The present investigation compared 123 community-recruited daily smokers with posttraumatic stress disorder (PTSD), panic disorder (PD), nonclinical panic attacks (PA), or no current Axis I psychopathology (controls; C) in terms of nicotine dependence, smoking rate, quit history, severity of symptoms during past quit attempts, and motivation for and expectancies about smoking. No differences were observed between groups in regard to smoking rate or nicotine dependence. The PTSD group reported making more lifetime quit attempts than the other groups, and the PTSD and PD groups perceived more severe symptoms during past quit attempts. The PD and PTSD groups reported greater motivation to smoke to reduce negative affect. Individuals with PTSD endorsed a stronger expectation that smoking would alleviate negative mood states and would produce negative consequences. Overall, results suggest that smokers with PD or PTSD differ from other smoking groups in a number of clinically significant ways.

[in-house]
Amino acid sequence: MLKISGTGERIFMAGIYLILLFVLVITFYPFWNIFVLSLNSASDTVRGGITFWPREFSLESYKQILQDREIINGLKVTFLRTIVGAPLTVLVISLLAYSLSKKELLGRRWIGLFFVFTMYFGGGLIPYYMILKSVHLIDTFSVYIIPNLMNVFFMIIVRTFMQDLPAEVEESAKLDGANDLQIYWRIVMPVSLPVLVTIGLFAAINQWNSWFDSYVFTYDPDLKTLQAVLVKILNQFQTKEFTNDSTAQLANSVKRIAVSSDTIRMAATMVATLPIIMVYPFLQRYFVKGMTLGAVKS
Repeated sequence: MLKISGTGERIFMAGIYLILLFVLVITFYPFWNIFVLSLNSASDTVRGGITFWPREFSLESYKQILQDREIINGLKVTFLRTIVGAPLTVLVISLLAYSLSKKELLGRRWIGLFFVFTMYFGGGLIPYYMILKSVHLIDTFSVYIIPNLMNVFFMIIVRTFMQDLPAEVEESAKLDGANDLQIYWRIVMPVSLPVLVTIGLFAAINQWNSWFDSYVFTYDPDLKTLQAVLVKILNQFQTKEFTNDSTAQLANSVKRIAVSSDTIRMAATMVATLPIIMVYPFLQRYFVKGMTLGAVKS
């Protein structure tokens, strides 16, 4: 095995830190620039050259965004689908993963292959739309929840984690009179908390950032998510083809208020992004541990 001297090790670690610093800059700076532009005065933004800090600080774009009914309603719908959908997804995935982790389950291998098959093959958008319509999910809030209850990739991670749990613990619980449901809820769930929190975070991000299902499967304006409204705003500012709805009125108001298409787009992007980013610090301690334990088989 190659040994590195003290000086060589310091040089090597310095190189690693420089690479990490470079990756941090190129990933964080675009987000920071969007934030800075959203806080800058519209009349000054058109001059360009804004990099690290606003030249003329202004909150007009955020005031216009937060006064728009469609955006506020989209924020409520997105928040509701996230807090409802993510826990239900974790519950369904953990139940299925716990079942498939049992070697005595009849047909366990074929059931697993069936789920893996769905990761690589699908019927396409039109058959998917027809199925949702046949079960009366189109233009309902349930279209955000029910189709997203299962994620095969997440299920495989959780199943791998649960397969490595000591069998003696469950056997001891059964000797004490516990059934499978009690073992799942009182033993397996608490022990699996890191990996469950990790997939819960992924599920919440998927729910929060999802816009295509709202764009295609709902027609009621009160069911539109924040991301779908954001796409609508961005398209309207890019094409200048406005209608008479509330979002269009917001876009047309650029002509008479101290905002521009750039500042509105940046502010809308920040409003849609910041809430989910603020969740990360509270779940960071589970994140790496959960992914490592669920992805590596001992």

- Anxiety disorders
- Smoking motives and expectancies
ASJC Scopus subject areas
- Clinical Psychology
- Psychiatry and Mental health